(Note for the author of jokesaboutwriters: Why did you use such a tiny font and put so many spaces in your post?)

Also, I can’t see that there is any way to change font size in WordPress. If you know this vital information, please comment. I just clicked “remove formatting” to un-tiny the joke. I will write a review for your book in exchange (unless it is erotica. Women with wild imaginations like me shouldn’t mess with erotica. Bad things happen.)

If you have read all the way down

Categories: Self-Publishing | Tags: , , , , , , , , , , | 26 Comments

Making a Trailer!

Yes, I finally gave into the pressure to produce a trailer, worked out how I would do a trailer for my book, researched it, and am mostly done (translated “waiting for someone else to email me something”).

Here is my recipe for creating a trailer:

  • First, I downloaded Microsoft live Movie Maker for FREE. It’s part of Windows Live Essentials: http://explore.live.com/windows-live-essentials?lc=1033 It was disgustingly easy to use and dummy-friendly. It was fun, and you just plunk everything in there with the “Insert photo” button. You can add effects and text and everything right there and export it in multiple formats.
  • Then I spent hours and hours finding photos for my trailer. Literally. Hours and hours. These are the kind of hours and hours where you say, “Hey! How can it be 7:30 already?!!?” It is VERY important that you find royalty-free photos, unless you want to get sued or pay royalties.
  • I came up with three sites where I got my photos: http://www.sxc.hu/ Has a selection of free and paid photos. For the free photos you must check and see below the pic whether the photographer wants credit or permission to use their photos. I just picked ones that wanted neither. The paid photos on SXC redirect you to istockphoto (below).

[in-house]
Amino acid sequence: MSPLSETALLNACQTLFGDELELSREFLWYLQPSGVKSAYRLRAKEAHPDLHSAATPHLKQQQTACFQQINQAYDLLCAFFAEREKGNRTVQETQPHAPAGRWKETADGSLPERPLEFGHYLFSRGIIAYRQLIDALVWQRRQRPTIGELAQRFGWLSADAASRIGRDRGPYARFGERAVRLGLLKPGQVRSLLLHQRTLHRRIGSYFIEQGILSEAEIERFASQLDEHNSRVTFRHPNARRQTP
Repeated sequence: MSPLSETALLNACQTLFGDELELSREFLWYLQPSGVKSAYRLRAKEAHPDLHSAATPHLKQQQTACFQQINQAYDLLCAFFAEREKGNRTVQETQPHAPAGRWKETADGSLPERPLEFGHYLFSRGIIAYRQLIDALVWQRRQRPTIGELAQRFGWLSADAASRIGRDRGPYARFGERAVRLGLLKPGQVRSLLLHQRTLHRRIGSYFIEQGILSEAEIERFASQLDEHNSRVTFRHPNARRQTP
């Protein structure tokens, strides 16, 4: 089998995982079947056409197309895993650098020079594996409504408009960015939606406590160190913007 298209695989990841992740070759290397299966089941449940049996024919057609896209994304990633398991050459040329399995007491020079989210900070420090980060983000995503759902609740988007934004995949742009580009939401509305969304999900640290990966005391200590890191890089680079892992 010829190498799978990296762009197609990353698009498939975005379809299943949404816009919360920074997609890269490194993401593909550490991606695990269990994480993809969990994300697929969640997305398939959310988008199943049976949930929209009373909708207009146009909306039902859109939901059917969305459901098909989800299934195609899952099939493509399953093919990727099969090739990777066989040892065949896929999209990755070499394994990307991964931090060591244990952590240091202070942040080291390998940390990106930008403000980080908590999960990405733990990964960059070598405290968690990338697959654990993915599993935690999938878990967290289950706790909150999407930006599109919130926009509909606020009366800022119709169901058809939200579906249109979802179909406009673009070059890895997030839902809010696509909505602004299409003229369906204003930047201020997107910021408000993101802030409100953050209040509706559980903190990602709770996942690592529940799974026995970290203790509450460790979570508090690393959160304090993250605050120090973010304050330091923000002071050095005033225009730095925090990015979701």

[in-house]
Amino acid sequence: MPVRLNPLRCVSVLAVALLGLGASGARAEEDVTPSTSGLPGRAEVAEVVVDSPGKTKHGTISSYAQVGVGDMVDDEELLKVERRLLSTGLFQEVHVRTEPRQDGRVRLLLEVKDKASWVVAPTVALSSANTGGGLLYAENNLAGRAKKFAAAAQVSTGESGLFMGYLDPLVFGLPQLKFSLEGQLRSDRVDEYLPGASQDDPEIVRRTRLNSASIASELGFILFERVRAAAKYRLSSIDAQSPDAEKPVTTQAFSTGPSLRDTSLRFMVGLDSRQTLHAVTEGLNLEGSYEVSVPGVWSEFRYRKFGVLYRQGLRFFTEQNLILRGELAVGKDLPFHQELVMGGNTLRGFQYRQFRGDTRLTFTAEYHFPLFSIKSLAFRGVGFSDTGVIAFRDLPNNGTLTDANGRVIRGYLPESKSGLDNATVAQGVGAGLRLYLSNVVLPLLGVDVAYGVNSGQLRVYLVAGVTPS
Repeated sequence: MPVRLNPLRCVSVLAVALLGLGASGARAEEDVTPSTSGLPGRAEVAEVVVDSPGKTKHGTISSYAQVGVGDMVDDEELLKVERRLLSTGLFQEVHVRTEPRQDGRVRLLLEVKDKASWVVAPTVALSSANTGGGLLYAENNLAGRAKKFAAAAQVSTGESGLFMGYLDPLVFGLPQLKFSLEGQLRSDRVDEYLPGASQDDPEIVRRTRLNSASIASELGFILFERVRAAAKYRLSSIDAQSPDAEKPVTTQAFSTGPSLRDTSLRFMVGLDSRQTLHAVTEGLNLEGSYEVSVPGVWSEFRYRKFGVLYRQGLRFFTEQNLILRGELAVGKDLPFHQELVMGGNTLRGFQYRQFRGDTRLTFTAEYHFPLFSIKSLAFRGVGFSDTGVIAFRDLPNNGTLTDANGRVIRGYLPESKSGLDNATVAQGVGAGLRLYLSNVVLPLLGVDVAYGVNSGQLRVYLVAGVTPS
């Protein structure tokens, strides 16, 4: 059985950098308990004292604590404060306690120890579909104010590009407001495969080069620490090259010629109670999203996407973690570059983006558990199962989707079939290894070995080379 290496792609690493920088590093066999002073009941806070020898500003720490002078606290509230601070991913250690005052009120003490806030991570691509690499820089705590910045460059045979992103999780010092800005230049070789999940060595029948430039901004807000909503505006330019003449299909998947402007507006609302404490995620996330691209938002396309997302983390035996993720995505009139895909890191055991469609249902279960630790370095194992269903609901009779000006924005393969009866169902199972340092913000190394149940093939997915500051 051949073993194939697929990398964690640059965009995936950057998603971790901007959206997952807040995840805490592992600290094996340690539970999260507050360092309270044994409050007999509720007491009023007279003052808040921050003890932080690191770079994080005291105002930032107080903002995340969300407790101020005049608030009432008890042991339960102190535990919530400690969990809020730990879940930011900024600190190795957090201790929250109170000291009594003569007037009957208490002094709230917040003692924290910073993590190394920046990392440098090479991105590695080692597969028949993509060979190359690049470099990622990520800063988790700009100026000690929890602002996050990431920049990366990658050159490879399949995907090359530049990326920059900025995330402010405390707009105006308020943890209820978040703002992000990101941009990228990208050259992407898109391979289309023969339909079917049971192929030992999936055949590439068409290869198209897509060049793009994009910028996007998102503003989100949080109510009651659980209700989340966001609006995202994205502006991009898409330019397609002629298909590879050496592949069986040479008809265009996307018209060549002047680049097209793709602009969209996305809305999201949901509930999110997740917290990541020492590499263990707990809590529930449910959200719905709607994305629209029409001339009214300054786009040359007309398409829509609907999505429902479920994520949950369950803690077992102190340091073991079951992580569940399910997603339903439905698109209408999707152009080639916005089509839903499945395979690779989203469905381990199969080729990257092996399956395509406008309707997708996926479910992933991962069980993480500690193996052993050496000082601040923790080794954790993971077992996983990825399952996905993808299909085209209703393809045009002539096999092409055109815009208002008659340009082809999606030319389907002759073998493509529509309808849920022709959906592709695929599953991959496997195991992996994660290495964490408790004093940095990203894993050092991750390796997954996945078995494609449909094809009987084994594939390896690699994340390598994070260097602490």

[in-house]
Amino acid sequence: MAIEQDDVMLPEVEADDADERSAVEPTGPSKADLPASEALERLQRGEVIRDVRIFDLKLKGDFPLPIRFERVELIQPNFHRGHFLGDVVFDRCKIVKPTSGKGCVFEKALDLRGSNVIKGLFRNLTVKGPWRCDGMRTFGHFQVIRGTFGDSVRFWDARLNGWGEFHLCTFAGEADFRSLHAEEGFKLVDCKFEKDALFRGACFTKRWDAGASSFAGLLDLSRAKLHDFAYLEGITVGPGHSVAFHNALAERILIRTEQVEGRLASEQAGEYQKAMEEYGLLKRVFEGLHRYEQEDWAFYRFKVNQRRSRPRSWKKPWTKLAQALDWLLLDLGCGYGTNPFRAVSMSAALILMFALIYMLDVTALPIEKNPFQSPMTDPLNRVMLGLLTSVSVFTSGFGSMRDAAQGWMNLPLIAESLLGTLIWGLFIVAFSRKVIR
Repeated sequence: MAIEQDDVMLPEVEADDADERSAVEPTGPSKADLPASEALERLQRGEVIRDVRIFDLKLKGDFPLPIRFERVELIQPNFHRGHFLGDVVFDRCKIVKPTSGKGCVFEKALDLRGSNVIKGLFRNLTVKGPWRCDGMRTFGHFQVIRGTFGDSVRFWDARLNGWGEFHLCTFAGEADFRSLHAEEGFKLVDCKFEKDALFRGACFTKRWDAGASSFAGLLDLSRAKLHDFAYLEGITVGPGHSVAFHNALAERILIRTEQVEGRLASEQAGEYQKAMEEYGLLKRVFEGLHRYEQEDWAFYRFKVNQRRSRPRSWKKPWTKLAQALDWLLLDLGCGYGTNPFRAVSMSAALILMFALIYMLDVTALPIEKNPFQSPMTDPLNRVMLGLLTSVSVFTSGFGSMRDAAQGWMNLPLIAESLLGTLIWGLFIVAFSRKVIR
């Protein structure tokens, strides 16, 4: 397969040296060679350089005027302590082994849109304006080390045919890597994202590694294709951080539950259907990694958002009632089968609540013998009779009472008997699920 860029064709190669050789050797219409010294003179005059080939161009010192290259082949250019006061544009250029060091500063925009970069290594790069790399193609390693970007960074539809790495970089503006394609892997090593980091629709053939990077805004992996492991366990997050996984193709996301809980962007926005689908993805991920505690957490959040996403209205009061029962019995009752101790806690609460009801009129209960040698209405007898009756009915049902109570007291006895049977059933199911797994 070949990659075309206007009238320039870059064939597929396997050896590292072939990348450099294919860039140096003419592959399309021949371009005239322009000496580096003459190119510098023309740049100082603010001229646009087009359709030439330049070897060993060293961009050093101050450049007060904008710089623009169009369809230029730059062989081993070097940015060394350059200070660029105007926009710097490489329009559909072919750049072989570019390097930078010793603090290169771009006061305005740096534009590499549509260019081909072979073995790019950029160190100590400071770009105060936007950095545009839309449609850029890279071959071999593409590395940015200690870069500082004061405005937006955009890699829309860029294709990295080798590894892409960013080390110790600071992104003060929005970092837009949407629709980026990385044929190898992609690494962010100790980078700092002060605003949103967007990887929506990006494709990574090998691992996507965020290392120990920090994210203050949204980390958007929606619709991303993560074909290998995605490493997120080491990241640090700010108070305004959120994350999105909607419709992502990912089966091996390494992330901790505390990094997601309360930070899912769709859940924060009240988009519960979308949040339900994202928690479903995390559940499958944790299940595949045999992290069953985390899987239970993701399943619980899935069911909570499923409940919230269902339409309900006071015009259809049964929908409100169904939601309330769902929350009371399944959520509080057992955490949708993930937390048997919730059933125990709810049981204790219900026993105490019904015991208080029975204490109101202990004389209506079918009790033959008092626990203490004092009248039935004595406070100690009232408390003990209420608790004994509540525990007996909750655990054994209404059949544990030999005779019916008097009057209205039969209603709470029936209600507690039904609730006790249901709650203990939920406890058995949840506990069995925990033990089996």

• http://www.dreamstime.com/ These are also paid and free photos, but the free ones are really free and don’t require that you check the photographer’s permissions. The paid photos are about the same price as istockphoto’s paid photos. Both sites require you to purchase points or a subscription to buy their photos. DON’T BE FOOLED. Each photo does NOT cost only one point.
  • and http://www.istockphoto.com/ This is only paid photos. Their subscription is (at the time I wrote this) $18.99 for 12 points, which bought me 2 medium-sized photos and one large. The pics do NOT cost one point each, and two that I did not buy cost 30 points!!! If you can find them free, use those. Totally.
  • I encountered a problem finding a picture of people fighting. All the stock photo of people fighting is cheesy ham shots of men in business suits punching at each other or boxers. I needed a brawl. http://ectopicleiron.blogspot.com/2011/01/fist-fight.html was where I found one, and after extensive searching with no clue as to where the pic came from, I decided to go for it. There were no other choices, really. If this is your blog and I’ve stolen your photo, please contact me for an apology and to let me know if I can use your photo for my trailer. When I tried to comment on the post and ask you that way, it said I wasn’t allowed.
  • For music, I just emailed my dad, the composer with a Masters in music. (You should do that too. It’s really easy and cheap.) But if your dad isn’t a composer, you can contact mine: cdbarker@comcast.net . It won’t necessarily be so cheap for you, I’m afraid. Sorry!
  • If you need free music immediately, you impatient thing, go to this beautiful site: http://www.seabreezecomputers.com/tips/freemusic.htm. I particularly liked their link, http://www.soundclick.com/business/license_list.cfm and found a song there in case Dad didn’t have anything. (But he did. Neener.) WARNING: there is a lot of kooky stuff on musopen. Don’t worry, though, your music isn’t one of the kooky ones, user of musopen who is reading this post. It’s all those other people’s music that is kooky.

And, really all the rest was tweaking the text and pictures and music and stuff (incredibly easy but time-consuming) with Movie Maker. As soon as it is ready, I’ll put it up here and you’ll see if you want to follow my recipe for a trailer or not…